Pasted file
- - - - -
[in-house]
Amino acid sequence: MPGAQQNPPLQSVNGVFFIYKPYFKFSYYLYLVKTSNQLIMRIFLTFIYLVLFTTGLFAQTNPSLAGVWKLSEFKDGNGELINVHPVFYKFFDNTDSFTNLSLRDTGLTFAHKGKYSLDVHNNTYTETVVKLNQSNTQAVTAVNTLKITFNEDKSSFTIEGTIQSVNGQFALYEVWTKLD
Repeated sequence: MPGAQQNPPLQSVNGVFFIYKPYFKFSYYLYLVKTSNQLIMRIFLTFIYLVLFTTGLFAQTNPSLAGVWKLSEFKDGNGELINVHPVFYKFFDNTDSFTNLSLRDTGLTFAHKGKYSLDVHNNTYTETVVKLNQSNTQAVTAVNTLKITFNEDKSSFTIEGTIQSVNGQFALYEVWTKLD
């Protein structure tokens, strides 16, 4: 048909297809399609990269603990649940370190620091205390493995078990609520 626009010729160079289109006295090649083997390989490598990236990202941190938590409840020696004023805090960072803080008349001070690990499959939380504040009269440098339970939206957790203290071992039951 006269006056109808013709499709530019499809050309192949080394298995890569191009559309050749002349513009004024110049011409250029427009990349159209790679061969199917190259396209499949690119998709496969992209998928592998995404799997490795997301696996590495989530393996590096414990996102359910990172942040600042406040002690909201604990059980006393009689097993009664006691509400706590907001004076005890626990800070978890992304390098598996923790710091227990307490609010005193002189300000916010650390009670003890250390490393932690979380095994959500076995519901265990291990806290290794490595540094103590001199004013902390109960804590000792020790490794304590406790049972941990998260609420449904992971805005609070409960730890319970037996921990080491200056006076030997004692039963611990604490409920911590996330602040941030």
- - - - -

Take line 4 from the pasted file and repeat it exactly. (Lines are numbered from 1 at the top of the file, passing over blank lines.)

């Protein structure tokens, strides 16, 4: 048909297809399609990269603990649940370190620091205390493995078990609520 626009010729160079289109006295090649083997390989490598990236990202941190938590409840020696004023805090960072803080008349001070690990499959939380504040009269440098339970939206957790203290071992039951 006269006056109808013709499709530019499809050309192949080394298995890569191009559309050749002349513009004024110049011409250029427009990349159209790679061969199917190259396209499949690119998709496969992209998928592998995404799997490795997301696996590495989530393996590096414990996102359910990172942040600042406040002690909201604990059980006393009689097993009664006691509400706590907001004076005890626990800070978890992304390098598996923790710091227990307490609010005193002189300000916010650390009670003890250390490393932690979380095994959500076995519901265990291990806290290794490595540094103590001199004013902390109960804590000792020790490794304590406790049972941990998260609420449904992971805005609070409960730890319970037996921990080491200056006076030997004692039963611990604490409920911590996330602040941030």